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In the last couple of weeks, South Africa yet again sat on the edge of its collective chair with bated breath awaiting our sovereign ratings from the ratings agencies, Moody’s Corporation and Standard and Poor’s. All of this, amidst high levels of pessimism about the country’s well-being as epitomised in newspaper and visual media inundating us with reams of doom and gloom about corruption, student unrest and the breakdown of race-relations, to name a few. Although the announcement by the ratings agencies was not excellent, it also was not the antithesis: junk! Rather, South Africa was declared very ailing but with the potential for recovery subject to getting our house in order rather urgently. This includes addressing an economy of low growth, high unemployment and a drought amidst rising food prices which is putting a squeeze on the disposable income of all families, especially the poor. However, despite the negative projections, in the margins of newspapers, in the early mornings and late nights of television news coverage, lies small but significant victories and successes with some institutions still working tirelessly. It is in these margins that I am reminded of Adrian Gore, Chief Executive Officer of Discovery, who is quoted as stating that South Africa is too negative in its outlook and fails to sufficiently acknowledge its successes which include: rolling out the world’s biggest anti-retroviral programme, an economy that has grown in
nominal terms four times than it was in 1994, surplus energy and millions of South Africans being lifted out of poverty. It is in these margins that the Competition Commission is achieving its successes in seeking outcomes for a growing and inclusive economy. Since it opened its doors in 1999 the Competition Commission has been learning and working tirelessly to enforce the Competition Act against transgressions related to cartels and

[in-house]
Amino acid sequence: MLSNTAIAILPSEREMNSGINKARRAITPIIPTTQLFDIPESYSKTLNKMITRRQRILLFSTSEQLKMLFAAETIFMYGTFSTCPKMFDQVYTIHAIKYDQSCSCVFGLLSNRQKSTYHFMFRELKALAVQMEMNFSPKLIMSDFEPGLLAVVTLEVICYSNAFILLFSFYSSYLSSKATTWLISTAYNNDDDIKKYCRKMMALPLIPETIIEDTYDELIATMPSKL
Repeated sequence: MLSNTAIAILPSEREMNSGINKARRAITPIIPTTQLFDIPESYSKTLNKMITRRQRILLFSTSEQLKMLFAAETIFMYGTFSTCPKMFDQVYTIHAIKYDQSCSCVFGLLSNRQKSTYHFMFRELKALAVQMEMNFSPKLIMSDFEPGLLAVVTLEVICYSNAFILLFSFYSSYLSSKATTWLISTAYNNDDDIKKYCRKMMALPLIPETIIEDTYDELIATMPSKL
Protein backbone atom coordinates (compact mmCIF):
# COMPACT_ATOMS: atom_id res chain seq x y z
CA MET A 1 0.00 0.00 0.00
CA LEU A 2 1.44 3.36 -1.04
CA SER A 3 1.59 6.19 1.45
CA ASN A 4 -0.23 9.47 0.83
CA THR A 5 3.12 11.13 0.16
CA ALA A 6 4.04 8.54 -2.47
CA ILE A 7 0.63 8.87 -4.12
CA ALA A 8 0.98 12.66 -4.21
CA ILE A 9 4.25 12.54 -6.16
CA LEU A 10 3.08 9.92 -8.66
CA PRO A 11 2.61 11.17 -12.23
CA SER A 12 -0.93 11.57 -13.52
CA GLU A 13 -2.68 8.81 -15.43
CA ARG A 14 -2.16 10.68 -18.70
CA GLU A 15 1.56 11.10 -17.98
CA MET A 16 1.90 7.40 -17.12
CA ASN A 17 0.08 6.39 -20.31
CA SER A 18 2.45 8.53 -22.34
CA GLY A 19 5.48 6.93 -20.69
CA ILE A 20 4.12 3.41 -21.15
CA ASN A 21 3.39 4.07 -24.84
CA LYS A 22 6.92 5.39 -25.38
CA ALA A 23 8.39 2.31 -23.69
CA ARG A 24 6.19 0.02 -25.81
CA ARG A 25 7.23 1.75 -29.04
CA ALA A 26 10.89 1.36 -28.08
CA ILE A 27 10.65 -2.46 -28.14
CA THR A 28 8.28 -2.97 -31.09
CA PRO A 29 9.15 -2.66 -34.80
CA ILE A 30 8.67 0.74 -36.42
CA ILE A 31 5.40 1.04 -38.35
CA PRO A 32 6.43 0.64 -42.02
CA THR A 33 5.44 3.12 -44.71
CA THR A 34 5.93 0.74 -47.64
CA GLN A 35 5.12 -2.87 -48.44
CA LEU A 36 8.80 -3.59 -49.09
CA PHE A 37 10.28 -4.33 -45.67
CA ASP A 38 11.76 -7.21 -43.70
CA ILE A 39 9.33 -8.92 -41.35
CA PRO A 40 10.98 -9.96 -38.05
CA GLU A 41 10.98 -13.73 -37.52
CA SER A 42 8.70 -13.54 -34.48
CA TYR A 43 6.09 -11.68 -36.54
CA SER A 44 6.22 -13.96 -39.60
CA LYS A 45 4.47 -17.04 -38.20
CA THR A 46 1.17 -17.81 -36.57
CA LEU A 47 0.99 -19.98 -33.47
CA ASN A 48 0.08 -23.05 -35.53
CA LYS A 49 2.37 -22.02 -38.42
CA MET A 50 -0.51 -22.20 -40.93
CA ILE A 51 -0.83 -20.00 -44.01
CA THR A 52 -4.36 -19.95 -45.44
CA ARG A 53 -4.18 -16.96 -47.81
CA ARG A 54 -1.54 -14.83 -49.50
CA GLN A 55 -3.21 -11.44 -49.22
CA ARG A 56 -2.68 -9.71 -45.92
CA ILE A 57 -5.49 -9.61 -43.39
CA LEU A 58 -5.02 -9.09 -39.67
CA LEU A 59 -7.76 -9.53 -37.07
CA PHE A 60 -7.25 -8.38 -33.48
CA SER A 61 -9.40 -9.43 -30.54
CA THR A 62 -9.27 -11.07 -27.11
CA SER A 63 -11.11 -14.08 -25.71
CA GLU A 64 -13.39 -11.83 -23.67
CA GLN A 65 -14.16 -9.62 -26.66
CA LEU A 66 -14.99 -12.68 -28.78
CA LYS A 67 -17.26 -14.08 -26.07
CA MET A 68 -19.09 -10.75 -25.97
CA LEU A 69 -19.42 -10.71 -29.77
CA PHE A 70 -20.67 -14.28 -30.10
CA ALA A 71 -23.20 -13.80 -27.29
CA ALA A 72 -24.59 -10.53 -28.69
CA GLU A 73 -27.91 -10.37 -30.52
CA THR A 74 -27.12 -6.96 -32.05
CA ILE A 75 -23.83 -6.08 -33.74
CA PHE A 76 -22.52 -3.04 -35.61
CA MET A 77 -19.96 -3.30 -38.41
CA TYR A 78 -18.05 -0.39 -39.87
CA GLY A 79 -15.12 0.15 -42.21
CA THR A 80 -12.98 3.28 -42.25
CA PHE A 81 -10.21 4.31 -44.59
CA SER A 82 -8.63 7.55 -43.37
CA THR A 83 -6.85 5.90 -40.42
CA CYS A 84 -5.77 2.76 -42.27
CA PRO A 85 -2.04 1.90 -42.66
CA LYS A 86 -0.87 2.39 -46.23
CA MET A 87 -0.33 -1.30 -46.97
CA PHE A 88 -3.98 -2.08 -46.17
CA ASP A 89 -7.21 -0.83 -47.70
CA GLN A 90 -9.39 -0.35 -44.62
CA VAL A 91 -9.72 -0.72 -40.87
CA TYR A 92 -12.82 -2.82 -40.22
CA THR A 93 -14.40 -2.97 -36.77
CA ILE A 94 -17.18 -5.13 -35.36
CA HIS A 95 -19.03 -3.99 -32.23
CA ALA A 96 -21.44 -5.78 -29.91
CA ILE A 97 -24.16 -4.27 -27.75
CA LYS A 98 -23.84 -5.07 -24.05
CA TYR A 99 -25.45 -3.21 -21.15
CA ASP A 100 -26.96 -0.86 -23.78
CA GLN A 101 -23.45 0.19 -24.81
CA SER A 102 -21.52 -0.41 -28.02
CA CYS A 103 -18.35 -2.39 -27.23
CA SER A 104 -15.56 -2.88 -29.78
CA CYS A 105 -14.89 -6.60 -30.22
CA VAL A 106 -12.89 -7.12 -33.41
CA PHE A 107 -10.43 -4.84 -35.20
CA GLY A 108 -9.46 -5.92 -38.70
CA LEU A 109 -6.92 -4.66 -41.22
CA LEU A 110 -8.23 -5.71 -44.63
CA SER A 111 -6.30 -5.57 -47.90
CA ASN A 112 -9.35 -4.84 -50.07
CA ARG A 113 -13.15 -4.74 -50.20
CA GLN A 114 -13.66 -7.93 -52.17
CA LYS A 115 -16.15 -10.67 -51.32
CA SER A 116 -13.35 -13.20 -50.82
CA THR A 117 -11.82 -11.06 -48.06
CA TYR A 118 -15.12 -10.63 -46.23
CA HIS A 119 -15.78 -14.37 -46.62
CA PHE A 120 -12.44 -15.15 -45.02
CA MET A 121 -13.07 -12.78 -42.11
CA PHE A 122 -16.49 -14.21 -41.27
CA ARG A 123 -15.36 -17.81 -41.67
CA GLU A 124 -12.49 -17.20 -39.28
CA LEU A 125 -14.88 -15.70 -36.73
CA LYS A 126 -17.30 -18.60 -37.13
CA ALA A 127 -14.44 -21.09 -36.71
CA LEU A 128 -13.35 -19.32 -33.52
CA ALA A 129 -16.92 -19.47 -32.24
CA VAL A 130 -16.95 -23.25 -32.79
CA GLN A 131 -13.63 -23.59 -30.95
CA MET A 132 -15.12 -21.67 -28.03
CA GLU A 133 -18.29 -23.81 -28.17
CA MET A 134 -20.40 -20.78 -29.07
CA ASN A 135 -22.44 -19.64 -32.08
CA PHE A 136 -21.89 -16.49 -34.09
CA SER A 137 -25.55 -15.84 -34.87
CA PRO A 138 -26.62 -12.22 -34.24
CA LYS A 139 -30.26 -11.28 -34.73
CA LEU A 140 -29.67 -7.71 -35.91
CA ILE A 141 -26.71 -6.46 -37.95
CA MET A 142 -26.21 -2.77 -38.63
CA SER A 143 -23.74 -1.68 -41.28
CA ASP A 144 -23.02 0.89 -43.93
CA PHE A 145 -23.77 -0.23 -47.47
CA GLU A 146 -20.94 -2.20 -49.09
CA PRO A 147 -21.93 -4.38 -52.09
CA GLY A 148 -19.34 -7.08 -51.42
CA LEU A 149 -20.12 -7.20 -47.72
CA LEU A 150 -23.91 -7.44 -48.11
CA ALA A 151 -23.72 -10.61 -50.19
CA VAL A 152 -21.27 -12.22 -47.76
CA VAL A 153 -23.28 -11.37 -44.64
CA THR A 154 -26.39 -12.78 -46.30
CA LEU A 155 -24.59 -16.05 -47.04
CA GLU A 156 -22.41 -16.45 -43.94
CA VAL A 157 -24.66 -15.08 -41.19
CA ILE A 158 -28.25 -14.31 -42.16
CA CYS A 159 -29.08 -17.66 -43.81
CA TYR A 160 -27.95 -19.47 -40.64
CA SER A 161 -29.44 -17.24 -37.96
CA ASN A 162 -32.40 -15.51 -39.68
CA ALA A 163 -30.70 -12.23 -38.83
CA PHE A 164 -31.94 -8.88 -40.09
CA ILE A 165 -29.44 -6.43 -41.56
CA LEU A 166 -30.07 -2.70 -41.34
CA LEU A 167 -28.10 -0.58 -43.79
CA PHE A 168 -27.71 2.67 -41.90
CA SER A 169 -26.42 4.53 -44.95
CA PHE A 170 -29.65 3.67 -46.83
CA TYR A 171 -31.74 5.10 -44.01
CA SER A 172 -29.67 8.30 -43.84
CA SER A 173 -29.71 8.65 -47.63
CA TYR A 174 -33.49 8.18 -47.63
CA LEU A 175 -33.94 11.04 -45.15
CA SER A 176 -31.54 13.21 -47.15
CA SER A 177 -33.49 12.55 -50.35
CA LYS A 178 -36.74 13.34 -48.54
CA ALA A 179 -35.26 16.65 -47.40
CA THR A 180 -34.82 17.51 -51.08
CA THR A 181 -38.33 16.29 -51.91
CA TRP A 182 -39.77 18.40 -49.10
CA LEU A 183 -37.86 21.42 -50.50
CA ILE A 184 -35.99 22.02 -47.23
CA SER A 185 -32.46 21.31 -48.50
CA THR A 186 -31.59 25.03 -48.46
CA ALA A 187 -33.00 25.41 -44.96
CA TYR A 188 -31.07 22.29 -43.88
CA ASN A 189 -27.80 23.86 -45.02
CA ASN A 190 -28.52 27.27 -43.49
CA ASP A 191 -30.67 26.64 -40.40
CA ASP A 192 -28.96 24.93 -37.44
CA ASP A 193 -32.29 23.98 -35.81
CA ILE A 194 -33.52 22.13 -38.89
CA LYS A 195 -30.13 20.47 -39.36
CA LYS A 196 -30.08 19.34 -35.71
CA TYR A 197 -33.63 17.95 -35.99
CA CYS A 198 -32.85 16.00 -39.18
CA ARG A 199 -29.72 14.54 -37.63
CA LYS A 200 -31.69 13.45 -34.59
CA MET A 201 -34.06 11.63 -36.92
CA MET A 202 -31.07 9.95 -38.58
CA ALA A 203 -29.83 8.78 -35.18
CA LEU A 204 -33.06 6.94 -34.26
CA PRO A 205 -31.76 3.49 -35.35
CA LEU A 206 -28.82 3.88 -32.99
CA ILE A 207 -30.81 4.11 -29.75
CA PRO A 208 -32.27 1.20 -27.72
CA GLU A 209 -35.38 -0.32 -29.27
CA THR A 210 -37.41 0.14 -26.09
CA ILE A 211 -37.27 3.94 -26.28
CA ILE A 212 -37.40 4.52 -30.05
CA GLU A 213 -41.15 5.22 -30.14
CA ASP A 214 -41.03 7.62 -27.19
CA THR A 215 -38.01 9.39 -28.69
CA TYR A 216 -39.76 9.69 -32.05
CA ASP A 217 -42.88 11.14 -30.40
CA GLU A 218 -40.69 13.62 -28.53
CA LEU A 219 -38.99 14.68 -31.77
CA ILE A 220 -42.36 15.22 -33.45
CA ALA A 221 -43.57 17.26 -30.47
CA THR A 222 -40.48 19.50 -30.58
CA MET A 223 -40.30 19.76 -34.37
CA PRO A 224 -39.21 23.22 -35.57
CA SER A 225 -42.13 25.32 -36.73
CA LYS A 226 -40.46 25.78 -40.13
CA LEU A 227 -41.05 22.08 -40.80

abuses of dominance by large corporations. By 2013, the Competition Commission had levied administrative penalties of approximately R4,2 billion against various firms. These administrative penalties represent a measure of the illicit gains by these firms which usually manifest in high prices for consumers. In 2016 the Competition Commission continued on this trajectory and concluded a settlement agreement worth R1,5 billion with
the steel giant ArcelorMittal South Africa in relation to multiple transgressions. Mind you, the Competition Commission is not just a regulatory
Robin Hood focusing only on retrieving illicit gains from the bank accounts of transgressing firms. On the contrary, the Competition Commission has in a very real and practical sense also contributed to the agenda of poverty alleviation as well as ensuring consumer choice and competition through its work. Three examples come to mind, one of which speaks directly to the success identified by Adrian Gore. In 2003 Ms Hazel Tau submitted a complaint to the Competition Commission against two pharmaceutical companies alleging that the companies were, amongst other things, charging excessive prices for their patented ARV medicines. Following investigation but prior to a public hearing, the two pharmaceutical companies entered into a settlement agreement